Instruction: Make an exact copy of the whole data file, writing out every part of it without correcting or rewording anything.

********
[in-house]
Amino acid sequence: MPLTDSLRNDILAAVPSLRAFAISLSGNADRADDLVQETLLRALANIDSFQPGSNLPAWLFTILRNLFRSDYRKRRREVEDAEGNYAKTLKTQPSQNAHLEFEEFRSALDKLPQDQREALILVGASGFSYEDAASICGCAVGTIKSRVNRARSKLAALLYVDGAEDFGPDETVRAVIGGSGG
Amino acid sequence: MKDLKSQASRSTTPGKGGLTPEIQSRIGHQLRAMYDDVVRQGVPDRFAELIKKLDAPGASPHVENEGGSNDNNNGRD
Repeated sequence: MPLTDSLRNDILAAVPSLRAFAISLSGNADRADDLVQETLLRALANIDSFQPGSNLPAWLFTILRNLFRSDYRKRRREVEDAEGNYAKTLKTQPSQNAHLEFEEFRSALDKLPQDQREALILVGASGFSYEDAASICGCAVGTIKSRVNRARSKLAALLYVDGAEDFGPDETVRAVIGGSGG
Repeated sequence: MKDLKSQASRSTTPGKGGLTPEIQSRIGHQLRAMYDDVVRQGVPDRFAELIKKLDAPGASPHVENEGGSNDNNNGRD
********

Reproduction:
[in-house]
Amino acid sequence: MPLTDSLRNDILAAVPSLRAFAISLSGNADRADDLVQETLLRALANIDSFQPGSNLPAWLFTILRNLFRSDYRKRRREVEDAEGNYAKTLKTQPSQNAHLEFEEFRSALDKLPQDQREALILVGASGFSYEDAASICGCAVGTIKSRVNRARSKLAALLYVDGAEDFGPDETVRAVIGGSGG
Amino acid sequence: MKDLKSQASRSTTPGKGGLTPEIQSRIGHQLRAMYDDVVRQGVPDRFAELIKKLDAPGASPHVENEGGSNDNNNGRD
Repeated sequence: MPLTDSLRNDILAAVPSLRAFAISLSGNADRADDLVQETLLRALANIDSFQPGSNLPAWLFTILRNLFRSDYRKRRREVEDAEGNYAKTLKTQPSQNAHLEFEEFRSALDKLPQDQREALILVGASGFSYEDAASICGCAVGTIKSRVNRARSKLAALLYVDGAEDFGPDETVRAVIGGSGG
Repeated sequence: MKDLKSQASRSTTPGKGGLTPEIQSRIGHQLRAMYDDVVRQGVPDRFAELIKKLDAPGASPHVENEGGSNDNNNGRD